Lyra

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Lyra
There’ll not be a statue, but maybe a plaque.
A reminder to us, when time seemed to go back,
To an earlier Ireland, a Derry long gone,
An Ulster of which is in poem and song.

Her voice for now silenced, her visions live on,
Ideas, the stories, she’d worked on not long,
All crushed in a second, a coward’s attempt,
At an unknown glory, who knows what was meant.

Give a gun to a boy, make him feel like a man,
He’ll aim it at random, and shoot what he can,
He’ll ignore the murals from a stolen car,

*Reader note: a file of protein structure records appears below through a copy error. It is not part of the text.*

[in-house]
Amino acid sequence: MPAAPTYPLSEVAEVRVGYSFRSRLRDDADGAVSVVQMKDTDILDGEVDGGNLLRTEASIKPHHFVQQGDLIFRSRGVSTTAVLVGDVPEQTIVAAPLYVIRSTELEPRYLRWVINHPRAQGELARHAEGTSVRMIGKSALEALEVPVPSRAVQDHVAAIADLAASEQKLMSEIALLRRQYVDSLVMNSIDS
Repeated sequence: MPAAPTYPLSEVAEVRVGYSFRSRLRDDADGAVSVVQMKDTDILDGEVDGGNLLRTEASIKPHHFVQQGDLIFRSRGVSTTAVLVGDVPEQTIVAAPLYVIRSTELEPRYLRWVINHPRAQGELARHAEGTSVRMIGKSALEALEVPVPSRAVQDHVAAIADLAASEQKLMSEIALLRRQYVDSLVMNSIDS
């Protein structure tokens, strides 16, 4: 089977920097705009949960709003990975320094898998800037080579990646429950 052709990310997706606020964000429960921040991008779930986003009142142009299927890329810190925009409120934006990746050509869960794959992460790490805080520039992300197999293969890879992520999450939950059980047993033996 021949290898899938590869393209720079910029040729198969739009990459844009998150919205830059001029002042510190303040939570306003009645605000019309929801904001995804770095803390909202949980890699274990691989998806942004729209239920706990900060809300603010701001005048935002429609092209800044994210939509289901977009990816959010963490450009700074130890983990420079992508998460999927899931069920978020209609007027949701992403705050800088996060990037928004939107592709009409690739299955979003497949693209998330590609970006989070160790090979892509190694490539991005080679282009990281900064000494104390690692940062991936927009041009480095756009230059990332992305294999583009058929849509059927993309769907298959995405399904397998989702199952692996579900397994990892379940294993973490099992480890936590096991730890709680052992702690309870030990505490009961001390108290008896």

Twenty Good Fridays, we’d really come far.

A mother’s child, a campaigner, a writer,
A partners lost love, now a legend, a fighter.
She’d stood up and won, versus enemies stronger,
Than a child with a pistol, time should’ve been longer.

Her name will go down, with writers on lists,
Whose lives ended early, eternally missed,
Lived with the words, and worked with the pen,
Murdered by cowards, not heroes, not men.

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